Samsung, Google and Qualcomm Team Up to Build a New Mixed-Reality Platform
But no real products have been announced yet.
Lisa EadiciccoSenior Editor
Lisa Eadicicco is a senior editor for CNET covering mobile devices. She has been writing about technology for almost a decade. Prior to joining CNET, Lisa served as a senior tech correspondent at Insider covering Apple and the broader consumer tech industry. She was also previously a tech columnist for Time Magazine and got her start as a staff writer for Laptop Mag and Tom's Guide.
I started with CNET reviewing laptops in 2009. Now I explore wearable tech, VR/AR, tablets, gaming and future/emerging trends in our changing world. Other obsessions include magic, immersive theater, puzzles, board games, cooking, improv and the New York Jets. My background includes an MFA in theater which I apply to thinking about immersive experiences of the future.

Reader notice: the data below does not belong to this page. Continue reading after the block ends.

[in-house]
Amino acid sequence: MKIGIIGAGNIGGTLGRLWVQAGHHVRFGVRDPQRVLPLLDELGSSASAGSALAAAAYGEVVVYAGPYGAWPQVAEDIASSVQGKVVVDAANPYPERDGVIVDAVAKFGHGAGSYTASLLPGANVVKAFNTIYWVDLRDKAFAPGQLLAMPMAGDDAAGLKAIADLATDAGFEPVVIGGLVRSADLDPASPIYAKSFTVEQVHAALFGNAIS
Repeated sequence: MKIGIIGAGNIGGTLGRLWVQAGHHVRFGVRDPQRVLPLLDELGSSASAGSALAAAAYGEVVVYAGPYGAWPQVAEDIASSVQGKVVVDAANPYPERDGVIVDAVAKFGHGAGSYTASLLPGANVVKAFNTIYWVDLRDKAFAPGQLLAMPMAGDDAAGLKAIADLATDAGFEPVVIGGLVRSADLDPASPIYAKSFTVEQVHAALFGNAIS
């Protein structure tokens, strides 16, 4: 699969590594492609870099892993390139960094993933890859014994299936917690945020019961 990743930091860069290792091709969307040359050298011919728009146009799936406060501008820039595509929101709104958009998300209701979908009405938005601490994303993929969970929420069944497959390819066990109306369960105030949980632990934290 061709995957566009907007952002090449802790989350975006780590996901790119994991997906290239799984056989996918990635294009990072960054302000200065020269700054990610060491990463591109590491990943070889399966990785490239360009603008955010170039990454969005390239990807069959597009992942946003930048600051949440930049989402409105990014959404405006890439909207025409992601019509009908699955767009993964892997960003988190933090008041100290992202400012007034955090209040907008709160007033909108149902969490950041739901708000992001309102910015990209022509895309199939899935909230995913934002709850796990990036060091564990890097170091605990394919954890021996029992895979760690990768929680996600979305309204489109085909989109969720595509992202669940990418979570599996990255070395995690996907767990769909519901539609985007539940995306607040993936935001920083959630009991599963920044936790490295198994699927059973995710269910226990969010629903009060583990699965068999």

ExpertiseVR and AR, gaming, metaverse technologies, wearable tech, tabletsCredentials
Nearly 20 years writing about tech, and over a decade reviewing wearable tech, VR, and AR products and apps
Samsung is the latest tech giant leaning into virtual and augmented reality. The smartphone maker says it'll work with Google and Qualcomm on an upcoming mixed-reality platform. The news was shared during Samsung's Unpacked event on Wednesday and follows reports suggesting that Apple could release its first virtual reality headset this year. Qualcomm's CEO, Cristiano Amon, and Google's SVP of Android, Hiroshi Lockheimer, appeared onstage to co-announce the collaboration.